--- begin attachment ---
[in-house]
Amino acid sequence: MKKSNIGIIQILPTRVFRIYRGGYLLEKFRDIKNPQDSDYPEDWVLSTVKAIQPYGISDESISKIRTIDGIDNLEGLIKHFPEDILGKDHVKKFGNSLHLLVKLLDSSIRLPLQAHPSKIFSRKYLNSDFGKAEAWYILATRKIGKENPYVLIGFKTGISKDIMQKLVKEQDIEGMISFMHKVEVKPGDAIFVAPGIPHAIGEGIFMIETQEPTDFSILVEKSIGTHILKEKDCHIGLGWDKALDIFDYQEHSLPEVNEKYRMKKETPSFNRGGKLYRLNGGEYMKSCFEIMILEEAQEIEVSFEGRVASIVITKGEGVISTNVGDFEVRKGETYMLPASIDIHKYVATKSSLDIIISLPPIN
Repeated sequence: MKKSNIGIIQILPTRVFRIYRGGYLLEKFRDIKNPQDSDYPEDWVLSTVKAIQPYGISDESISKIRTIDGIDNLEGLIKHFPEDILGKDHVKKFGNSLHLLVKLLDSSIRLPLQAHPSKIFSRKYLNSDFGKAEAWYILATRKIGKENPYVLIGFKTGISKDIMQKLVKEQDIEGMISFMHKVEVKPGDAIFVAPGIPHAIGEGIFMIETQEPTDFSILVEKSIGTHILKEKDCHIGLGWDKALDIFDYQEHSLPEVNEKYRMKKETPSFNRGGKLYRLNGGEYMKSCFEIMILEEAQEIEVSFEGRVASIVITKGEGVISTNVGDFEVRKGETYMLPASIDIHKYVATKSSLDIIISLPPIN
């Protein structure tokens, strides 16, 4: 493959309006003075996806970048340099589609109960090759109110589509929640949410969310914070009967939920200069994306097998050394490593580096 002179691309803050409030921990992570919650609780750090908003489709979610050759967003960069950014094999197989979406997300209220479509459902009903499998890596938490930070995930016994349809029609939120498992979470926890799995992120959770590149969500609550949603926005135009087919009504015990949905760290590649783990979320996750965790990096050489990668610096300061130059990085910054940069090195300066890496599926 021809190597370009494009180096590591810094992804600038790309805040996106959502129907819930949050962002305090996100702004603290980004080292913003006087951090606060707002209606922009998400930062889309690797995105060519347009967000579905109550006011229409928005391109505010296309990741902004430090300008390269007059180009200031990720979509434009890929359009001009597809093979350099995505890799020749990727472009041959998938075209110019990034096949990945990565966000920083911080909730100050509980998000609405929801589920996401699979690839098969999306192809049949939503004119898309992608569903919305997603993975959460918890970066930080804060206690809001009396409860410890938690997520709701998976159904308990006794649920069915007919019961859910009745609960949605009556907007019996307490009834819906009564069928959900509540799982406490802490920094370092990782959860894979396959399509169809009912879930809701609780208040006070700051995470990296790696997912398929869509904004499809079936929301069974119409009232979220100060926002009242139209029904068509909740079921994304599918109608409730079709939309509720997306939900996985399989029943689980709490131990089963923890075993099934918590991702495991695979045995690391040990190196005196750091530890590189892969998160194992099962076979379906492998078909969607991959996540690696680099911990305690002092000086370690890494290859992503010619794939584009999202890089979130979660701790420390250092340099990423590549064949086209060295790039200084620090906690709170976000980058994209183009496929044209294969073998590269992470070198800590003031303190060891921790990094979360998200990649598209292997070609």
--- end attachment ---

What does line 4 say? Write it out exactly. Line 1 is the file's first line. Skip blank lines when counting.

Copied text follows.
């Protein structure tokens, strides 16, 4: 493959309006003075996806970048340099589609109960090759109110589509929640949410969310914070009967939920200069994306097998050394490593580096 002179691309803050409030921990992570919650609780750090908003489709979610050759967003960069950014094999197989979406997300209220479509459902009903499998890596938490930070995930016994349809029609939120498992979470926890799995992120959770590149969500609550949603926005135009087919009504015990949905760290590649783990979320996750965790990096050489990668610096300061130059990085910054940069090195300066890496599926 021809190597370009494009180096590591810094992804600038790309805040996106959502129907819930949050962002305090996100702004603290980004080292913003006087951090606060707002209606922009998400930062889309690797995105060519347009967000579905109550006011229409928005391109505010296309990741902004430090300008390269007059180009200031990720979509434009890929359009001009597809093979350099995505890799020749990727472009041959998938075209110019990034096949990945990565966000920083911080909730100050509980998000609405929801589920996401699979690839098969999306192809049949939503004119898309992608569903919305997603993975959460918890970066930080804060206690809001009396409860410890938690997520709701998976159904308990006794649920069915007919019961859910009745609960949605009556907007019996307490009834819906009564069928959900509540799982406490802490920094370092990782959860894979396959399509169809009912879930809701609780208040006070700051995470990296790696997912398929869509904004499809079936929301069974119409009232979220100060926002009242139209029904068509909740079921994304599918109608409730079709939309509720997306939900996985399989029943689980709490131990089963923890075993099934918590991702495991695979045995690391040990190196005196750091530890590189892969998160194992099962076979379906492998078909969607991959996540690696680099911990305690002092000086370690890494290859992503010619794939584009999202890089979130979660701790420390250092340099990423590549064949086209060295790039200084620090906690709170976000980058994209183009496929044209294969073998590269992470070198800590003031303190060891921790990094979360998200990649598209292997070609």